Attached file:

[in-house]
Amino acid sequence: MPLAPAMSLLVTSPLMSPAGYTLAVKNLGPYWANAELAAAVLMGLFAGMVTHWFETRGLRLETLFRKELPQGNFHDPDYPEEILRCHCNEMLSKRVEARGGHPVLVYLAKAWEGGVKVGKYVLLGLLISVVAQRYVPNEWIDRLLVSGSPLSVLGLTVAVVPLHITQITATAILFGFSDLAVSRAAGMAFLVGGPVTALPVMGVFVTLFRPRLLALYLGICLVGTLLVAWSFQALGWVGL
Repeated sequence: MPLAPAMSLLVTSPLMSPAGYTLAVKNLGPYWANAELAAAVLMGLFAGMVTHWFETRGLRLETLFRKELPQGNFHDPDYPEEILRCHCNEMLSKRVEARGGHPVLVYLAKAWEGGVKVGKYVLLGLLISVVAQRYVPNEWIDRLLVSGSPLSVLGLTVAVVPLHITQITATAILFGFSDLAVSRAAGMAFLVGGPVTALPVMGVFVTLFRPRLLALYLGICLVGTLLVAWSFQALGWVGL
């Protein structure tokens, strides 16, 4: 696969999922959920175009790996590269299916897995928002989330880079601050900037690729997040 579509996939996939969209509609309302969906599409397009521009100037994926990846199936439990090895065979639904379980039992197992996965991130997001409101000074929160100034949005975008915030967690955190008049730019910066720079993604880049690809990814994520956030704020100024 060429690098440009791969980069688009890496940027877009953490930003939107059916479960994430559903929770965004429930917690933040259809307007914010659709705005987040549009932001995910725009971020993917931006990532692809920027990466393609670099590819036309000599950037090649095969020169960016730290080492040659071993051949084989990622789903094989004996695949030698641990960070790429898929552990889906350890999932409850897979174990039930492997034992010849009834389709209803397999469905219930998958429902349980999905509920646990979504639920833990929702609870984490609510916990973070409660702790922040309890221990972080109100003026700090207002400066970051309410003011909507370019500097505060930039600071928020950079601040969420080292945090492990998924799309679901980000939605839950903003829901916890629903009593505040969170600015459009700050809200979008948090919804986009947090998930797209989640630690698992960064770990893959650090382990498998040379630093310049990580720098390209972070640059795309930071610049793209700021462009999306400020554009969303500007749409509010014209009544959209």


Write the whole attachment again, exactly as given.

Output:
[in-house]
Amino acid sequence: MPLAPAMSLLVTSPLMSPAGYTLAVKNLGPYWANAELAAAVLMGLFAGMVTHWFETRGLRLETLFRKELPQGNFHDPDYPEEILRCHCNEMLSKRVEARGGHPVLVYLAKAWEGGVKVGKYVLLGLLISVVAQRYVPNEWIDRLLVSGSPLSVLGLTVAVVPLHITQITATAILFGFSDLAVSRAAGMAFLVGGPVTALPVMGVFVTLFRPRLLALYLGICLVGTLLVAWSFQALGWVGL
Repeated sequence: MPLAPAMSLLVTSPLMSPAGYTLAVKNLGPYWANAELAAAVLMGLFAGMVTHWFETRGLRLETLFRKELPQGNFHDPDYPEEILRCHCNEMLSKRVEARGGHPVLVYLAKAWEGGVKVGKYVLLGLLISVVAQRYVPNEWIDRLLVSGSPLSVLGLTVAVVPLHITQITATAILFGFSDLAVSRAAGMAFLVGGPVTALPVMGVFVTLFRPRLLALYLGICLVGTLLVAWSFQALGWVGL
């Protein structure tokens, strides 16, 4: 696969999922959920175009790996590269299916897995928002989330880079601050900037690729997040 579509996939996939969209509609309302969906599409397009521009100037994926990846199936439990090895065979639904379980039992197992996965991130997001409101000074929160100034949005975008915030967690955190008049730019910066720079993604880049690809990814994520956030704020100024 060429690098440009791969980069688009890496940027877009953490930003939107059916479960994430559903929770965004429930917690933040259809307007914010659709705005987040549009932001995910725009971020993917931006990532692809920027990466393609670099590819036309000599950037090649095969020169960016730290080492040659071993051949084989990622789903094989004996695949030698641990960070790429898929552990889906350890999932409850897979174990039930492997034992010849009834389709209803397999469905219930998958429902349980999905509920646990979504639920833990929702609870984490609510916990973070409660702790922040309890221990972080109100003026700090207002400066970051309410003011909507370019500097505060930039600071928020950079601040969420080292945090492990998924799309679901980000939605839950903003829901916890629903009593505040969170600015459009700050809200979008948090919804986009947090998930797209989640630690698992960064770990893959650090382990498998040379630093310049990580720098390209972070640059795309930071610049793209700021462009999306400020554009969303500007749409509010014209009544959209």